(Bloomberg) -- Brazil’s central bank cut its benchmark interest rate by half a percentage point for the second straight time and signaled it will keep the same pace of monetary easing at least through year’s end.
The bank lowered the Selic to 12.75% late on Wednesday, as expected by all 40 analysts surveyed by Bloomberg. The decision was in line with the bank’s prior guidance, which policymakers maintained unchanged.
“Committee members unanimously anticipate further reductions of the same magnitude in the next meetings,” board members wrote in a statement accompanying their decision. “This pace is appropriate to keep the necessary contractionary monetary policy for the disinflationary process.”
The central bank’s next decisions are in November and December.
The Brazilian real fell 0.7% in Thursday morning trading in Sao Paulo, broadly in line with emerging-market peers amid a sour day for global markets. Swap rates, which reflect investors sentiment toward monetary policy, rose about 10 basis points for the contracts due in January 2025 as traders pared back bets of more aggressive easing.
Policymakers led by Roberto Campos Neto are sticking to their plan for gradual rate cuts in a cycle that started in August after the Selic was held at a six-year high for 12 months. Annual inflation is within the tolerance range and closely-watched services price pressures are waning. Still, activity remains resilient to tight monetary policy and the central bank’s own cost-of-living projections have risen, preventing even faster borrowing cost reductions.
Read more: Brazil Sees Economy Growing Faster Without Additional Inflation
“I don’t interpret the statement as a central bank that is looking to pick up the pace of cuts,” said Brendan McKenna, a strategist at Wells Fargo in New York. He is betting on half-point rate reductions through 2024.
Policymakers’ move follows the Federal Reserve’s decision earlier on Wednesday to leave its benchmark interest rate unchanged while signaling borrowing costs will likely stay higher for longer after one more hike this year.
By contrast, several Latin American countries aside from Brazil have also been relaxing monetary policy, including Peru, Chile and Uruguay. Earlier on Wednesday, Paraguay cut rates by 25 basis points to 8%.
In their statement, policymakers wrote there’s still a risk of stronger-than-expected services price growth and that, while various underlying measures of inflation have recently fallen, they remain above target.
Board members raised their annual inflation forecasts to 5% in 2023, 3.5% in 2024 and 3.1% in 2025. Central bankers also underscored the importance of the government’s fiscal goals for their inflation fight.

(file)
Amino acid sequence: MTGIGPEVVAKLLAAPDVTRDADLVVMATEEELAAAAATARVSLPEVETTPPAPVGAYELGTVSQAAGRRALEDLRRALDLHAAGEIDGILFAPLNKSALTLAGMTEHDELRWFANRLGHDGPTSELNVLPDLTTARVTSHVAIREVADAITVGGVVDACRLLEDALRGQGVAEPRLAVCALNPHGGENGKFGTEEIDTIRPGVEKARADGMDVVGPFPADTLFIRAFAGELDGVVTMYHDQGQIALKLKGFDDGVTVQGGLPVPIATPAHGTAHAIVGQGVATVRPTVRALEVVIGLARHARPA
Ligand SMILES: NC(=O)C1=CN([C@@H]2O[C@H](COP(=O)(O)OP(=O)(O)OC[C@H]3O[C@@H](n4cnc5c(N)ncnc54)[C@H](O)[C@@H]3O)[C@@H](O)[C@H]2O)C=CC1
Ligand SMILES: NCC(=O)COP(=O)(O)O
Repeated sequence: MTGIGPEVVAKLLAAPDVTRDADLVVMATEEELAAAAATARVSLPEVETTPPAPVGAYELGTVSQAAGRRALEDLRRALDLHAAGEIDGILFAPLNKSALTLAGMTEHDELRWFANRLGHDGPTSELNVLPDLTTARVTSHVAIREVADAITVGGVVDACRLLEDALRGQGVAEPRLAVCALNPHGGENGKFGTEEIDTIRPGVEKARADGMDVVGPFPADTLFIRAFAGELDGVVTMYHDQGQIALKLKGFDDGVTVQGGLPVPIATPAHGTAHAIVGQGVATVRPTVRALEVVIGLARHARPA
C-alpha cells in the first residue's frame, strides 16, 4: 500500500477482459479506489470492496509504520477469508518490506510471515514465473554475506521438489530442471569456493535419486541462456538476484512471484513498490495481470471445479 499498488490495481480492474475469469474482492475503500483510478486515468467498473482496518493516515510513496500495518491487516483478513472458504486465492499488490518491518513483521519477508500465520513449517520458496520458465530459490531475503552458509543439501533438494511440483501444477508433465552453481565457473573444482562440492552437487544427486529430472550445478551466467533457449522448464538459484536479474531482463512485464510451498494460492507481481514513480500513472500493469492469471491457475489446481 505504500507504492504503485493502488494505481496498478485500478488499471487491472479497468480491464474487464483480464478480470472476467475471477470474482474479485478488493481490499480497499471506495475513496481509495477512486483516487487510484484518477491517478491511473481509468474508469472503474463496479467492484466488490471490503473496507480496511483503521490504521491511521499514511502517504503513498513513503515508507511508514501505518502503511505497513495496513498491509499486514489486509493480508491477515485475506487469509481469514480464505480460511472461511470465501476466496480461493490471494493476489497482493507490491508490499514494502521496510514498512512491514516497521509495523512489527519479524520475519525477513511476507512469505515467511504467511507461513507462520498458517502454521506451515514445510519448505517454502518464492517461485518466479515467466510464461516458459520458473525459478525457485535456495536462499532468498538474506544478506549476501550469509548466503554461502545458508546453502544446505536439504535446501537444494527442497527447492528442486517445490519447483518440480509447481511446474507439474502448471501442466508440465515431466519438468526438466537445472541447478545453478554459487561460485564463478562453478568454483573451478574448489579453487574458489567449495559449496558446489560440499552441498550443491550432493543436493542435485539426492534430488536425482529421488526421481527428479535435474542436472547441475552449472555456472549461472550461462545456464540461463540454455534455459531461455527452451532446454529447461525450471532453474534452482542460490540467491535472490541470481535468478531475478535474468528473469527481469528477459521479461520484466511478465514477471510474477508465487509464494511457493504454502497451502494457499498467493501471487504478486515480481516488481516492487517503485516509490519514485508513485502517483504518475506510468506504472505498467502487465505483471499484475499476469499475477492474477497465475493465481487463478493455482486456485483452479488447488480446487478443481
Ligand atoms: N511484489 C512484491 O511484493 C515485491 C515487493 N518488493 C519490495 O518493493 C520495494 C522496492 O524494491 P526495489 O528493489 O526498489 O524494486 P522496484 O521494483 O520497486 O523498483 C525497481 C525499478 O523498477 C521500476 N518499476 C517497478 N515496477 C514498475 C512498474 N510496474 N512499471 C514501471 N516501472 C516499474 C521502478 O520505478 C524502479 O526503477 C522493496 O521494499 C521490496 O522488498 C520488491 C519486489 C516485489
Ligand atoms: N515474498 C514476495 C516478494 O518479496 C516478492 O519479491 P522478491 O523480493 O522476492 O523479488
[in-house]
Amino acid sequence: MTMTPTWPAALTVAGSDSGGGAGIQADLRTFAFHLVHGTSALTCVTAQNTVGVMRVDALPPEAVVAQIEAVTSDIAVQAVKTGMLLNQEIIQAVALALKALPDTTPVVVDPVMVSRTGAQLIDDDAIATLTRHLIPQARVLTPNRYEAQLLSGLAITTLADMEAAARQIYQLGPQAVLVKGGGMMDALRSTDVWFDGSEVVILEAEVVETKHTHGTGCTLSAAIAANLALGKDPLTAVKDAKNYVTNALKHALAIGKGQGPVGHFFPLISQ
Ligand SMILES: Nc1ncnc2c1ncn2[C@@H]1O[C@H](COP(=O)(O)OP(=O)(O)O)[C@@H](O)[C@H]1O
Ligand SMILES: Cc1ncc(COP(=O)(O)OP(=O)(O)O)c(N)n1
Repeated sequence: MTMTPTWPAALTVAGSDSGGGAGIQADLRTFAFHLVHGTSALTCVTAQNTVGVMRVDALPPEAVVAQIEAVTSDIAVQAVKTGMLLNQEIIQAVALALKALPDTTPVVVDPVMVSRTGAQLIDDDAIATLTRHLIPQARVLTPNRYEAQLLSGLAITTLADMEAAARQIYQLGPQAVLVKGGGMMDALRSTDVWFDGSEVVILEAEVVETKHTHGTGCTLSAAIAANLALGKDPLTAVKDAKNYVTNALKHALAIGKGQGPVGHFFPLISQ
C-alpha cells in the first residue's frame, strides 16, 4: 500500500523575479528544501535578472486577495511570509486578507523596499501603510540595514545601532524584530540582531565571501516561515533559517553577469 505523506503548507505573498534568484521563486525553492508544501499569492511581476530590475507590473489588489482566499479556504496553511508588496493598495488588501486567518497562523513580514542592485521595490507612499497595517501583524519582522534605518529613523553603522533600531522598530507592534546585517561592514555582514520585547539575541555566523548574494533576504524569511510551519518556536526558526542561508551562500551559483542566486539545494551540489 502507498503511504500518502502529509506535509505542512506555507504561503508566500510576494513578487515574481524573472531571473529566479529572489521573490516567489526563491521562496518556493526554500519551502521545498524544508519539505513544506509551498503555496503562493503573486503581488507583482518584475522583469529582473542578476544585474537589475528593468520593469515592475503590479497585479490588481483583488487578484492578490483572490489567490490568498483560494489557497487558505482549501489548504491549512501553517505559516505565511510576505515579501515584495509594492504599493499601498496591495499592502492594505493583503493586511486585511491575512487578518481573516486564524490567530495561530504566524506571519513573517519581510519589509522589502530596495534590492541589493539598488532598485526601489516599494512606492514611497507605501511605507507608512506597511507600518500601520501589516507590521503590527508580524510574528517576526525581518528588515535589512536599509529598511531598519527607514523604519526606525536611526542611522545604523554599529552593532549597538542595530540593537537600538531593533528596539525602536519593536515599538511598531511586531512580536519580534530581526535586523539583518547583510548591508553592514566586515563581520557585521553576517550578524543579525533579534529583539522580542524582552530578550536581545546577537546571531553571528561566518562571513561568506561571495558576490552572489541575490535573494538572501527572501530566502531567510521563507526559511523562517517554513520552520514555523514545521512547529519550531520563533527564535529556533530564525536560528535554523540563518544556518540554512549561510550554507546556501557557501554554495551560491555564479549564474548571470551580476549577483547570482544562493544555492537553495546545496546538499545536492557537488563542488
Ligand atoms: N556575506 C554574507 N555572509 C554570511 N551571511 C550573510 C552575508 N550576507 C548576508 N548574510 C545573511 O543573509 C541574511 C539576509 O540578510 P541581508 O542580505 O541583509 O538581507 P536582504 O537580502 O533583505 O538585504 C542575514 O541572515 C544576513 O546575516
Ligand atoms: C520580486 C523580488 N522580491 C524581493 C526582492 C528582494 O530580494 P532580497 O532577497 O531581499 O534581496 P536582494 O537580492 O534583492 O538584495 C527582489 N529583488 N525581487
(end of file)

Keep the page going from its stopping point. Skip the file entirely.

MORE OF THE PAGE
What Bloomberg Economics Says
“The Brazilian central bank’s policy decision and post-meeting statement on Wednesday conveyed three key messages, in our view. First, the road to ease super-tight policy is still clear despite rising uncertainties at home and abroad. Second, given those risks, officials are likely to maintain a 50-basis-point pace of cutting. Third, fiscal concerns may delay or even prevent a full normalization of monetary policy.”
— Adriana Dupita, Brazil and Argentina economist
— Click here for full report
Congress is now debating a tax reform as well as bills aimed at increasing public revenues as the administration pledges to eliminate next year the primary budget deficit, which doesn’t take into account interest payments.
“Given the importance of the execution of the fiscal targets already established for the anchoring of inflation expectations, and hence for the conduct of monetary policy, the Committee reinforces the importance of firmly pursuing those targets,” central bankers wrote in the statement.
After peaking at more than 12% in 2022, Brazil’s annual inflation now stands at 4.61%. Policymakers target price growth of 3.25% in 2023 and then 3% through 2026, with tolerance of plus or minus 1.5 percentage points.
Brazil’s economic growth soared past forecasts during the first half of the year, boosted by a strong harvest, demand for services and a firm labor market. Analysts have continued to raise estimates for 2023, with activity now seen expanding near the 3.2% forecast by the government.
In their statement, board members wrote the economy has showed stronger resiliency than previously expected, and they also cited risks of a tighter output gap. At the same time, activity will slow in coming quarters, they wrote.
“The statement is disciplined so that the market bets on cuts of 50 basis points,” said Silvia Matos, an economist at Fundacao Getulio Vargas. “One highlight is the importance of fulfilling fiscal goals, and another is regards to stronger-than-expected activity.”
--With assistance from Giovanna Serafim and Robert Jameson.
(Updates with market reaction in fifth graph)
©2023 Bloomberg L.P.
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